Congress Passes New Legislation providing nearly $900 Billion in Emergency Coronavirus Relief
Posted by Amrit S. Kapai
6 Jan, 2021
Legal News & Developments
Business & Corporate
Economic Aid to Hard-Hit Small Businesses, Nonprofits, and Venues Act
On December 27, 2020, the Consolidated Appropriations Act of 2021 (“CAA”) was signed into law providing nearly $900 billion in emergency coronavirus relief to families, workers, small businesses, and organizations impacted by the health crisis. This new legislation includes the Economic Aid to Hard-Hit Small Businesses, Nonprofits, and Venues Act (the “Act”) which provides a multitude of benefits to small businesses designed to mollify the economic repercussions imposed by the COVID-19 pandemic. The Act enhances the Paycheck Protection Program (“PPP”) previously introduced by the Coronavirus Aid, Relief, and Economic Security Act (the “CARES Act”) as it includes new forms of relief for businesses. A few highlights of the Act are as follows:
PPP Second Draw Loan: Under the Act, PPP loans will be available to businesses with 500 or fewer employees that have not previously received a PPP loan to help with, among other things, payroll, rent, utilities, and healthcare costs. Moreover, particularly hard-hit businesses that previously borrowed under the CARES Act may be eligible to receive a second PPP loan. To receive a PPP second draw loan, eligible borrowers must: (i) have less than 300 employees; (ii) have previously used or will use the full amount of their first PPP; and (iii) demonstrate at least a 25 percent reduction in gross receipts in any quarter of 2020 relative to the same 2019 quarter. Borrowers who returned all or part of the initial PPP loan may reapply if they have not yet received forgiveness. The amount of any additional PPP loan that a borrower may obtain is 2.5 times its average monthly payroll costs, except entities in industries assigned to NAICS Code 72 (Accommodation and Food Services) may receive loans of up to 3.5 times of their average monthly payroll costs. All second draw loans, however, are capped at $2 million per borrower.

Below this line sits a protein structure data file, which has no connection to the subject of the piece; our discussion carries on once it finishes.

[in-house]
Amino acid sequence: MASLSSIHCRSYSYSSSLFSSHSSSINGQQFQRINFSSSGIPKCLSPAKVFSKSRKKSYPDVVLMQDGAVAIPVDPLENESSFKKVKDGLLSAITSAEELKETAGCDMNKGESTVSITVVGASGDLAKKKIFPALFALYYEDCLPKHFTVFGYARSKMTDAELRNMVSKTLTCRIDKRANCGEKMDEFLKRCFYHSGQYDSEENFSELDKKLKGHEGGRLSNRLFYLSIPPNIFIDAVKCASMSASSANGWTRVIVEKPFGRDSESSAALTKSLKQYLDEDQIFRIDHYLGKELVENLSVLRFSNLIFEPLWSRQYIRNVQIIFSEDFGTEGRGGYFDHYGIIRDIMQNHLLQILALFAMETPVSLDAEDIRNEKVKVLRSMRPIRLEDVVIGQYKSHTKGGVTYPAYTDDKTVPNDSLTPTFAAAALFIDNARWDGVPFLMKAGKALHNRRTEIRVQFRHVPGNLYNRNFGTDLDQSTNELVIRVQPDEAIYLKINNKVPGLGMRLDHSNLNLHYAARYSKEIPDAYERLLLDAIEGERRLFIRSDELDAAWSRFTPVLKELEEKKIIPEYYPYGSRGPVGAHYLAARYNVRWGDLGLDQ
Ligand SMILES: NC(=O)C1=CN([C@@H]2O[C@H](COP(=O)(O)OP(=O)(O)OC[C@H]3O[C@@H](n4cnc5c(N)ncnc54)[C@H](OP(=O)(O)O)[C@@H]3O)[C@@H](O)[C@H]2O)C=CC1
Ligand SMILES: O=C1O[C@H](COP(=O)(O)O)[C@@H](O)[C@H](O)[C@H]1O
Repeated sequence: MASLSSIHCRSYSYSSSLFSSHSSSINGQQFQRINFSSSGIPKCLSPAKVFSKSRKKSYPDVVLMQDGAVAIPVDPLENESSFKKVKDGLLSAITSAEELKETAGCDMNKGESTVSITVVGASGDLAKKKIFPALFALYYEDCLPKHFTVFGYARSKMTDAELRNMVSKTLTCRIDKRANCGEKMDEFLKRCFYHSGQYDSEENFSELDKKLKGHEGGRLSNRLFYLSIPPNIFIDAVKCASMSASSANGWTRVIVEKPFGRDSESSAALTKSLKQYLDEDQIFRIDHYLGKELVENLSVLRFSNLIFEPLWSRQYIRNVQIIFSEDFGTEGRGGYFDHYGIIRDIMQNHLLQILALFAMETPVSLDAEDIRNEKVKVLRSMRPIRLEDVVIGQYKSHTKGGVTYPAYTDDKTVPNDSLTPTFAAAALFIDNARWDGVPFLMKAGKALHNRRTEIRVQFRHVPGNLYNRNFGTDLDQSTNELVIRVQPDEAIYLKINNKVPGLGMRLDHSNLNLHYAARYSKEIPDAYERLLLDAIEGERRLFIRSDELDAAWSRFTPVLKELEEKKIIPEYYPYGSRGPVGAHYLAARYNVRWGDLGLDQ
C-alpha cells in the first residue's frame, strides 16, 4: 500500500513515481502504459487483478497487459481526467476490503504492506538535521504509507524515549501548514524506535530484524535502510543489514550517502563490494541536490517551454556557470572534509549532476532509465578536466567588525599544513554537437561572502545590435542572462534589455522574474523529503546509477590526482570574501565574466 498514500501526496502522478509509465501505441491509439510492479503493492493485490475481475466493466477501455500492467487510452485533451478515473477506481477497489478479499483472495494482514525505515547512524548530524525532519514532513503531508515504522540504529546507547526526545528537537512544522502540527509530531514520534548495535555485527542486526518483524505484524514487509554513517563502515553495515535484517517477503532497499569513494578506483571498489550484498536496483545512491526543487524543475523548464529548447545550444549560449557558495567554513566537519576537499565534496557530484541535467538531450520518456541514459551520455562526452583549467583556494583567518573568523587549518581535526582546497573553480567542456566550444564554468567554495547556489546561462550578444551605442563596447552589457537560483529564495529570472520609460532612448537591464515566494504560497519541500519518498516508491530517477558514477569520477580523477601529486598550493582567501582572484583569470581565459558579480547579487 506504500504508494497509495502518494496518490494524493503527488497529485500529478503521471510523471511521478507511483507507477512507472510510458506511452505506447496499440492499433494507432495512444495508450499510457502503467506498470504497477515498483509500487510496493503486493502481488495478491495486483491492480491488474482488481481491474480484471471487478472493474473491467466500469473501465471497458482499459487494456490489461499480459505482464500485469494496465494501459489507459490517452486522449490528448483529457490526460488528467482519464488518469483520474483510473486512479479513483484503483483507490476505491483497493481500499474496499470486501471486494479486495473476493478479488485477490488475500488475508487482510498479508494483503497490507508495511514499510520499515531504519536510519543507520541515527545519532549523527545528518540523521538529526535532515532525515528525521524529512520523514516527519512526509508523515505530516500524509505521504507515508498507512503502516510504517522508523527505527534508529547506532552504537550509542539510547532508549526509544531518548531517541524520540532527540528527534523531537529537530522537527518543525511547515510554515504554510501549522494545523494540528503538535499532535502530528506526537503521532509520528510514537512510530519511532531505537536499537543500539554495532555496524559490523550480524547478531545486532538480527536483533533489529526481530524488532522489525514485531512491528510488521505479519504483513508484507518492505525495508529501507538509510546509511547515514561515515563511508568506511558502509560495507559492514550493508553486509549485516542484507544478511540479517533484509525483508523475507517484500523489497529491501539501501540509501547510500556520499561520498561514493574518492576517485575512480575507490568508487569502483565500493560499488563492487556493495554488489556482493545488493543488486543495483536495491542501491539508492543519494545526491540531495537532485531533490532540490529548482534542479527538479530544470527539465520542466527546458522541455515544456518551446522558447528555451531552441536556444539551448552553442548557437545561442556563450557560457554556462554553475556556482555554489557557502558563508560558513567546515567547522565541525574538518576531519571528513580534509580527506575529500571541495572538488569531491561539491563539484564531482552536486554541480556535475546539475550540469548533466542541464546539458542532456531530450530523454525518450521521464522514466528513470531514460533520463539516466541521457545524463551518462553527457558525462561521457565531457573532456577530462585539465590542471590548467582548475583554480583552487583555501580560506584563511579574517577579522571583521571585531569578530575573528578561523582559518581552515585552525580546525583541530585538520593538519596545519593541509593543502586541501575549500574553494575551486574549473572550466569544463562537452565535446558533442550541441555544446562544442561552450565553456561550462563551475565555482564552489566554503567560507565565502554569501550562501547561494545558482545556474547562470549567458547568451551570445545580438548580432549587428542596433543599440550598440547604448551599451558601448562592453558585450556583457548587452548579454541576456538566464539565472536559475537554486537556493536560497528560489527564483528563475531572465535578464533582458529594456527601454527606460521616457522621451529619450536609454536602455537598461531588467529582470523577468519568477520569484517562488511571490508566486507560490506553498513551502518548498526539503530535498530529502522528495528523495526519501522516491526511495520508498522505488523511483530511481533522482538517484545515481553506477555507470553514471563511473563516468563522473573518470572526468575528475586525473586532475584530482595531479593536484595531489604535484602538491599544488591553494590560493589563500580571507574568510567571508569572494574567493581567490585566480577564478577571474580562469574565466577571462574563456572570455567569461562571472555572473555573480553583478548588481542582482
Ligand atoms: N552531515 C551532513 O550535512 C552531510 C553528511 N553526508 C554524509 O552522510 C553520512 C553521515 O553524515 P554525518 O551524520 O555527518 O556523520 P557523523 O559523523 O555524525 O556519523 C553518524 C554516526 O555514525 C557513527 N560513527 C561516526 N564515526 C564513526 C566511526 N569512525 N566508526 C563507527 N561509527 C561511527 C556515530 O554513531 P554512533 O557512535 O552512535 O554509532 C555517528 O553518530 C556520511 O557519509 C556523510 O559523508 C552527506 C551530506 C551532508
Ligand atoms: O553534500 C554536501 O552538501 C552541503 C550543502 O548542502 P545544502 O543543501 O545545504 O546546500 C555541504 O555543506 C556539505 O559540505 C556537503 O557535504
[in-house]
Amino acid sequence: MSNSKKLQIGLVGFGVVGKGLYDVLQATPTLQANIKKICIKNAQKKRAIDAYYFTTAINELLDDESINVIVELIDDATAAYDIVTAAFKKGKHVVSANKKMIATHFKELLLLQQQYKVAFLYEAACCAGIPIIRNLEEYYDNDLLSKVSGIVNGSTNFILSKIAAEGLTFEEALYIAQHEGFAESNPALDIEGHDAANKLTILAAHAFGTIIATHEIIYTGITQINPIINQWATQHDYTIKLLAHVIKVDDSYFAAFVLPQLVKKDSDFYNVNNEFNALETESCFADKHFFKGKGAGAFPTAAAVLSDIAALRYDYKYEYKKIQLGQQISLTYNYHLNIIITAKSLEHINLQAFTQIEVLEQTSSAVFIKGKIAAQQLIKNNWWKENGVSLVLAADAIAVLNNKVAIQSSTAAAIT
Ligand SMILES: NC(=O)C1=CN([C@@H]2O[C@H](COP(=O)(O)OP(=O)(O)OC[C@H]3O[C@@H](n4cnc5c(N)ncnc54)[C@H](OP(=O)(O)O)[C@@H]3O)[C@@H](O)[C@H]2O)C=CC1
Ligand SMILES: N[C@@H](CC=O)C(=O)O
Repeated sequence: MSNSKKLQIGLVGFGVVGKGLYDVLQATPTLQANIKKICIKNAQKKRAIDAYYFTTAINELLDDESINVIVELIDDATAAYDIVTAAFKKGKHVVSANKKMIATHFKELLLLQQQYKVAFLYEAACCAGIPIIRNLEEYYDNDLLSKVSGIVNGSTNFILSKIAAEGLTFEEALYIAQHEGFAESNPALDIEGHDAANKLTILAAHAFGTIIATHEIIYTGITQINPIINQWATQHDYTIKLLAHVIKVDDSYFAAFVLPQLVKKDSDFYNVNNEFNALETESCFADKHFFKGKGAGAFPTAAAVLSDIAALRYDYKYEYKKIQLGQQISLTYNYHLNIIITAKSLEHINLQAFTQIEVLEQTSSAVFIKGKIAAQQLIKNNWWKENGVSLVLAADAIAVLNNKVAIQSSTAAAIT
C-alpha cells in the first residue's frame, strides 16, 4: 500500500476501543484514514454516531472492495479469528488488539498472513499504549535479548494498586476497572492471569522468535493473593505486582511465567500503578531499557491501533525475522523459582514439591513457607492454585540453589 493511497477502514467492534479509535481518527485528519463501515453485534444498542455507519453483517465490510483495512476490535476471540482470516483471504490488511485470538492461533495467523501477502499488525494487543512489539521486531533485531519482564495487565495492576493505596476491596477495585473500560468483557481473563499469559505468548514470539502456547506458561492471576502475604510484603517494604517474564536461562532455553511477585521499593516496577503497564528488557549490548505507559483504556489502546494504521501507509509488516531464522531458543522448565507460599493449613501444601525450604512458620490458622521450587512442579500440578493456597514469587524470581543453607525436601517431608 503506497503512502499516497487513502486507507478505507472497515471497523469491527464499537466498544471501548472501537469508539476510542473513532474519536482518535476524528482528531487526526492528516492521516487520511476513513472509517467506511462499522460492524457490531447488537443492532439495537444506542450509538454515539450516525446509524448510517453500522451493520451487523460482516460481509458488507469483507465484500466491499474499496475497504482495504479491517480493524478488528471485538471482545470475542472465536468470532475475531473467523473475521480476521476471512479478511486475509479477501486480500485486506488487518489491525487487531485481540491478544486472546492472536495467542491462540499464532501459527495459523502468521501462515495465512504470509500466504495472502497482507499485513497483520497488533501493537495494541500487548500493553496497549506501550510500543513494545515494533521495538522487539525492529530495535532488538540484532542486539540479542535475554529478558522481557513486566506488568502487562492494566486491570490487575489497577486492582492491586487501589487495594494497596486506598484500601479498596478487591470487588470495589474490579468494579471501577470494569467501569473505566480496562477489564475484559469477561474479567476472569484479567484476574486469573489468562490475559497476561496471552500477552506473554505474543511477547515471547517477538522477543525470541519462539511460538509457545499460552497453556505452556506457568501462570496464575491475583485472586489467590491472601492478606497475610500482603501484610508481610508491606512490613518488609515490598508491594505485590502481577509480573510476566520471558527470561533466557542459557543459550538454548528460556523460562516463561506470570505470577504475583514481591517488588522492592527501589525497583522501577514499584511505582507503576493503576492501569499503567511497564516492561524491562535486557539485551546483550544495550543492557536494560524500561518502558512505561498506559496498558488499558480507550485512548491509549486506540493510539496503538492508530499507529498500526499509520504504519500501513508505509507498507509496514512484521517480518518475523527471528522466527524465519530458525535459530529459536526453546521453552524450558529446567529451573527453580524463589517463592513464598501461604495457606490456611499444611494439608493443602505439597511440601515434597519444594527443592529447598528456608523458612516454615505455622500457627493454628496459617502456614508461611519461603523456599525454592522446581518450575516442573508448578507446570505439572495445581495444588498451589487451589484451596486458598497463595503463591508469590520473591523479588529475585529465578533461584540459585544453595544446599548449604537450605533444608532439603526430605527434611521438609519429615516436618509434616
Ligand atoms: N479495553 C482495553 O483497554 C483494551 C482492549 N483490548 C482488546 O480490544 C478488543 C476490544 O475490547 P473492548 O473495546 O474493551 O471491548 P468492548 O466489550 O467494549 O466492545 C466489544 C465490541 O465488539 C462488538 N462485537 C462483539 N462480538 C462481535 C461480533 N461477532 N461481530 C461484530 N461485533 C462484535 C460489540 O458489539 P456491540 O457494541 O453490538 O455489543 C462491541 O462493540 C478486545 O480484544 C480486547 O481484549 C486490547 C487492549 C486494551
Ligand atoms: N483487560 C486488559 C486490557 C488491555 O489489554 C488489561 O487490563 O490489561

Expansion of Forgivable Expenses: Previously, the CARES Act provided that PPP borrowers were eligible for loan forgiveness equal to the sum of their payroll costs, in addition to covered mortgage interest, rent, and utility payments. The new Act expands these forgivable expenses to include certain COVID-related expenses, which include, but are not limited to, supplier costs on existing contracts and purchase orders, including the cost for perishable goods and technology operations expenditures; costs incurred for personal protective equipment, costs incurred as a result of complying with federal and state health and safety guidelines; and costs related to property damage resulting from public disturbances occurring within the past year. The Act further clarifies that business expenses paid with forgiven PPP loans are tax-deductible, thereby overriding the IRS’s previously issued guidance on tax deductibility of expenses paid for with PPP loan proceeds.
Full Loan Forgiveness: To be eligible for full loan forgiveness, the Act provides that borrowers may now self-select a covered period of between 8 and 24 weeks from when the loan was received (rather than having to pick either 8 or 24 weeks) and that such covered period can extend through March 31, 2021. The Act also creates a simplified forgiveness application for borrowers who received loans of $150,000 or less.
Bankruptcy: With respect to bankruptcy, the CAA makes certain interim amendments to the Bankruptcy Code that contemplate a corporate debtor’s eligibility to receive CARES Act funding. Pursuant to the CAA, a corporate debtor may file a motion with the bankruptcy court to obtain CARES Act funding, and the court must hold a hearing within 7 days. If the court authorizes the loan, then, to the extent it is not forgiven, it will be treated as a priority claim ahead of administrative expenses under section 507(a) of the Code. These amendments will expire two years after the CAA becomes law.